The Hetch Hetchy Valley in Yosemite National Park was once described by naturalist John Muir as, “A grand landscape garden, one of nature’s rarest and most precious mountain mansions.”
But in 1913, the U.S. Congress authorized the city of San Francisco to construct a dam and reservoir on the Tuolumne River in Hetch Hetchy to ensure that San Francisco would have a dependable water supply. It is said that the act broke John Muir’s heart, and some have even suggested that this great sadness hastened his death in 1914. By 1923, the dam was completed and the valley was flooded under several hundred feet of water.
Today, the Hetch Hetchy Valley, like many of America’s natural landscapes, is at the center of a restoration debate. But is trying to turn back the clock on natural areas we altered long ago the best way to spend environmental funds, especially in these cash-strapped times? Or would working to protect those wild places we still have in their original state be a better use of scant resources?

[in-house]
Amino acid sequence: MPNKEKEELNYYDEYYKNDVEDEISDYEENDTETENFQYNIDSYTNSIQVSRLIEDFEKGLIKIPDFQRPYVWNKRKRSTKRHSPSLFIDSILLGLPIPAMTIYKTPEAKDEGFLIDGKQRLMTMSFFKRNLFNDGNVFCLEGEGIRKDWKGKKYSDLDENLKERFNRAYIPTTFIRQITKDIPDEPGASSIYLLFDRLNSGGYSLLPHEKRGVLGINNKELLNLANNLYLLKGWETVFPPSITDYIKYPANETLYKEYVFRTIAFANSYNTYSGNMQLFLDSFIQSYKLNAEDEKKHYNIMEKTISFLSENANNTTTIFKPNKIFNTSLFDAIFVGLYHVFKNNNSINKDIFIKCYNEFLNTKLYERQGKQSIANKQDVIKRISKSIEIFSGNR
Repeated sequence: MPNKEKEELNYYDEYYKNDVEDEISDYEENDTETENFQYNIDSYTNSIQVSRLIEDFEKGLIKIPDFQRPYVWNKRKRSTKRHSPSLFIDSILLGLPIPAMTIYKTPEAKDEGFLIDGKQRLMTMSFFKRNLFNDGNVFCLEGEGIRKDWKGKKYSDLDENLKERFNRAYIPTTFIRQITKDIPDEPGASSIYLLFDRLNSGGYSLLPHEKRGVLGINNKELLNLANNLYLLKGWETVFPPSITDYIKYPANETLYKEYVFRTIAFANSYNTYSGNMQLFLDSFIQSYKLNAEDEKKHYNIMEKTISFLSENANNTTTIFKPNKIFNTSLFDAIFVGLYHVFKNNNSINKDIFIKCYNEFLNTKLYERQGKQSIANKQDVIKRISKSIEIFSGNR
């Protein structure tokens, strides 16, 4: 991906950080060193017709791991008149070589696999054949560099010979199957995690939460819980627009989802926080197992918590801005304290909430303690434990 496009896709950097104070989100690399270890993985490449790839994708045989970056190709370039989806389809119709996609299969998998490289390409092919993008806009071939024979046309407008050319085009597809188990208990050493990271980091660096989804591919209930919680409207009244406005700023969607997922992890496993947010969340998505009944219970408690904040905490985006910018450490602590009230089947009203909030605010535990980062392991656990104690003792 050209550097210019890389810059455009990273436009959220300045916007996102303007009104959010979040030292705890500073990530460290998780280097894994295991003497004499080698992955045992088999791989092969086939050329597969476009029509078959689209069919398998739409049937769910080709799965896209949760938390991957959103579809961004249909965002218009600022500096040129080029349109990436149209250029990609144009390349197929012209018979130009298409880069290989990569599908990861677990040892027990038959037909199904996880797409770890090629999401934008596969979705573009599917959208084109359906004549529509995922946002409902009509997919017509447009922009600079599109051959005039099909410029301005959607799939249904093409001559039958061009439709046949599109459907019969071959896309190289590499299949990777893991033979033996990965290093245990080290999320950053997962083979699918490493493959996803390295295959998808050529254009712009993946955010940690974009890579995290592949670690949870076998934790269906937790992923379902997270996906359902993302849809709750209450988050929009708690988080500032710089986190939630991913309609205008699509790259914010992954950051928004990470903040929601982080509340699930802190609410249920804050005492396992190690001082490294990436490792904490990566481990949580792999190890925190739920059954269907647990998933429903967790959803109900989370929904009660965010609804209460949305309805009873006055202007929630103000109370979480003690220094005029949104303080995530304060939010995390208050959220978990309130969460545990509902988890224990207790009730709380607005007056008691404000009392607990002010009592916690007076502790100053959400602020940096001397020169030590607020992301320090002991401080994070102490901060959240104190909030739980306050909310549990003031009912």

As our brothers and sisters in Japan struggle to find peace, understanding, support and a sense of order after this month’s devastating earthquake, I invite each of you to join me as I offer these words of prayer:
An update to Dr. Hyman’s post from the day he left for Haiti.
I slept through the aftershock this morning. A small 6.1 earthquake that had no real impact because everything that could be destroyed, was already destroyed, but the aftershocks that will ripple through the lives of the Haitian people will last for decades.
The horrors in Haiti hit me deeply, and I was compelled into action when the call came for doctors, surgeons and medical supplies to treat the hundreds of thousands of wounded.
There are few times in our lives when we can contribute to something larger than ourselves. Now, felt like one of those times for me.
As you will have already heard and seen across the news, a cataclysmic earthquake measuring 7.0 magnitude caused absolute devastation in Haiti on January 12, 2010.
Thousands of people still remain trapped under rubble and international aid workers are scrambling to provide medical care, food and water to tens of thousands of surviviors.